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Shelby To Reintroduce The Original 1967 GT500 ‘Super Snake’ As A Continuation Car

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More than 50 years ago, Shelby American cooked up a special Mustang-based engineering study to test Goodyear’s then-new “Thunderbolt” tires. Dubbed the “Super Snake”, the one-off Shelby GT500 Fastback was given a lightweight, medium-riser Ford 427 FE racing motor like the one used in certain versions of the Le Mans-winning Ford GT40, modified to produce somewhere between 520 and 650 horsepower, depending on whom you ask. It also had heavy-duty front disk brakes, a Detroit Locker rear end, redesigned grille for improved cooling capacity, and although they did little for performance, unique triple racing stripes.

Now, after all these years, the 1967 Shelby GT500 Super Snake will enjoy a special, limited production run, with 1967 Ford Mustang Fastbacks serving as donor cars. Shelby American, along with former employee Don McCain, had planned on offering a small run of Super Snake Mustang’s after the car’s smashing performance at Goodyear’s San Angelo, Texas test track in 1967, but the car proved too expensive to retail.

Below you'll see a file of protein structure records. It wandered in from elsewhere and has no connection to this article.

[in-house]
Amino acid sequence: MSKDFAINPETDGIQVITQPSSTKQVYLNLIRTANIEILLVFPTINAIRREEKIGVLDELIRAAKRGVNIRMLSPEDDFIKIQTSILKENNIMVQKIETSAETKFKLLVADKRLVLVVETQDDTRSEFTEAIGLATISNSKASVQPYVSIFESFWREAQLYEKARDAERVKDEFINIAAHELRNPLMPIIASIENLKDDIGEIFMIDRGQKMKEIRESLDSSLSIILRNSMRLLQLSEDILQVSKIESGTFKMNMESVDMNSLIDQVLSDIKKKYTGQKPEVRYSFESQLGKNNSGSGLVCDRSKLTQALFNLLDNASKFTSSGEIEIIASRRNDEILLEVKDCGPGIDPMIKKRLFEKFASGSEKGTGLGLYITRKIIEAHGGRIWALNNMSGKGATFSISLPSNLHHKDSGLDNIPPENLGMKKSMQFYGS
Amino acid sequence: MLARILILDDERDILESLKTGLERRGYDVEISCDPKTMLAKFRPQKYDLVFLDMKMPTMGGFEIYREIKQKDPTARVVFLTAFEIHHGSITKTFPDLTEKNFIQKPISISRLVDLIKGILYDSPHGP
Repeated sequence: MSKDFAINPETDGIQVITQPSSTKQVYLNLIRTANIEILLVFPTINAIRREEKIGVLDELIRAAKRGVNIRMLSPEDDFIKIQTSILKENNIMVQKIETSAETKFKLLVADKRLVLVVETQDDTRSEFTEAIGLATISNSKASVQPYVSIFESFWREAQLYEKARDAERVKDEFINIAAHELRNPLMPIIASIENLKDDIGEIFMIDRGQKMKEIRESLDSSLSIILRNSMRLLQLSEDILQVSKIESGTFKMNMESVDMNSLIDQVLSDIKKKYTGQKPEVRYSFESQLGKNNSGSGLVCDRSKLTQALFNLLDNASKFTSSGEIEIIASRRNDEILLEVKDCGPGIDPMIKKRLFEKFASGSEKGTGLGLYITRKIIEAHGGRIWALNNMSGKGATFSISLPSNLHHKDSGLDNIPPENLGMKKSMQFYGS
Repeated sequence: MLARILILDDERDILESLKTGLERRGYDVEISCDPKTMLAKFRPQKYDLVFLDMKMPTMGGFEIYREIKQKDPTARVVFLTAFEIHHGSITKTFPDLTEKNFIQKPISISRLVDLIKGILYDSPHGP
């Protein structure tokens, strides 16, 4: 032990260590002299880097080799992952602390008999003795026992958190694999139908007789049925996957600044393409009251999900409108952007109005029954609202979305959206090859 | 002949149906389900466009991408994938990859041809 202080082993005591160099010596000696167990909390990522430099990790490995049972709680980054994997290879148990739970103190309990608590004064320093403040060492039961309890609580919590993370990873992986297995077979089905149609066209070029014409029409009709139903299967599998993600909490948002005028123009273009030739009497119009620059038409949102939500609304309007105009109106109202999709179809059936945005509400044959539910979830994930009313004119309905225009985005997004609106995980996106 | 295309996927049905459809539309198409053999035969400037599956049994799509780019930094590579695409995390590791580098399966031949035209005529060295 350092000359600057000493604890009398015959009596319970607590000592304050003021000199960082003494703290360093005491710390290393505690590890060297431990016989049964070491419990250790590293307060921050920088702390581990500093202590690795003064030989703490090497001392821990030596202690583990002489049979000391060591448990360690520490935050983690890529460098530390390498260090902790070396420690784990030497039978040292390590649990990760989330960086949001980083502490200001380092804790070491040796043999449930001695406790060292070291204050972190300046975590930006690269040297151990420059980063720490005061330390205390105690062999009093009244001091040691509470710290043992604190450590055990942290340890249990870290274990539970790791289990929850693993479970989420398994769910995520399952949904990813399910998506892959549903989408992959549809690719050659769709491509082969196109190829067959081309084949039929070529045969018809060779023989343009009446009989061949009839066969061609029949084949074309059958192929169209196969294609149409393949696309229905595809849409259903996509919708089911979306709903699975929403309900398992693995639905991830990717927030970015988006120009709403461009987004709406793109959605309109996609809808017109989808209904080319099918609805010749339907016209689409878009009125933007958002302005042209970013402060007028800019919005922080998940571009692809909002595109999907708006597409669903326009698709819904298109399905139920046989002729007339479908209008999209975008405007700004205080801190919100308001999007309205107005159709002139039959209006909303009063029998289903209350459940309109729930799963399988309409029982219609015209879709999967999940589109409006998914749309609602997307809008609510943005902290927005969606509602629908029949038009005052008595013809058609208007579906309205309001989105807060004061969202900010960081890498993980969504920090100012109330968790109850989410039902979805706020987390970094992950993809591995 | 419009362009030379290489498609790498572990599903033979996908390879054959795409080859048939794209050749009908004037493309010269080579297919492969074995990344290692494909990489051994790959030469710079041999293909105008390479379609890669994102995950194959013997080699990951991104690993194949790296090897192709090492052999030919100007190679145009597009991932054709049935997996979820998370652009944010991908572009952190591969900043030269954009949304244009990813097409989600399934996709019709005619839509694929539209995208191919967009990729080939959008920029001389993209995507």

Five decades later, Shelby American is “fulfilling the dream of Carroll Shelby and Don McCain,” says company President Gary Patterson. Each of the ten GT500 Super Snake continuation cars will wear original signatures from both of the men, and a price tag of $249,995 – not bad when you only consider that the original Super Snake fetched more than $1.3 million not too long ago.

To build a GT500 Super Snake, Shelby American will strip the donor 1967 Mustang down to bare metal, building it up with special bodywork, disk brakes, a four-speed manual gearbox, and a 427-cubic-inch V8 from Carroll Shelby Engine Company, with output in excess of 550 horsepower. As a matter of course, each will feature the same distinctive triple stripes as the original.

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Written by Aaron Brzozowski

Aaron Brzozowski is a writer and motoring enthusiast from Detroit with an affinity for '80s German steel. He is not active on the Twitter these days, but you may send him a courier pigeon.

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